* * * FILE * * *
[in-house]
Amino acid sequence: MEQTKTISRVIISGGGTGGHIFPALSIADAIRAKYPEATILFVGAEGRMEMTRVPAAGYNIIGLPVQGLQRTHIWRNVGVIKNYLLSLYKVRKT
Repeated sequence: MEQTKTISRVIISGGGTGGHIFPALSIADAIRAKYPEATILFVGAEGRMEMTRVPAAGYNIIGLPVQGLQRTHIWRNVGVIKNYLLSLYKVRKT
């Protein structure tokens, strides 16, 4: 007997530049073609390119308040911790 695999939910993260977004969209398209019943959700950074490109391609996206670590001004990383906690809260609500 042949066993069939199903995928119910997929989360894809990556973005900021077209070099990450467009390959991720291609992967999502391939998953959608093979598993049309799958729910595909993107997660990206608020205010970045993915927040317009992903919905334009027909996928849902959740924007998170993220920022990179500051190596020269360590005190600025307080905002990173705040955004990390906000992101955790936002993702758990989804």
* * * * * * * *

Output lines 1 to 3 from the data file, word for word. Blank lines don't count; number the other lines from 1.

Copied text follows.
[in-house]
Amino acid sequence: MEQTKTISRVIISGGGTGGHIFPALSIADAIRAKYPEATILFVGAEGRMEMTRVPAAGYNIIGLPVQGLQRTHIWRNVGVIKNYLLSLYKVRKT
Repeated sequence: MEQTKTISRVIISGGGTGGHIFPALSIADAIRAKYPEATILFVGAEGRMEMTRVPAAGYNIIGLPVQGLQRTHIWRNVGVIKNYLLSLYKVRKT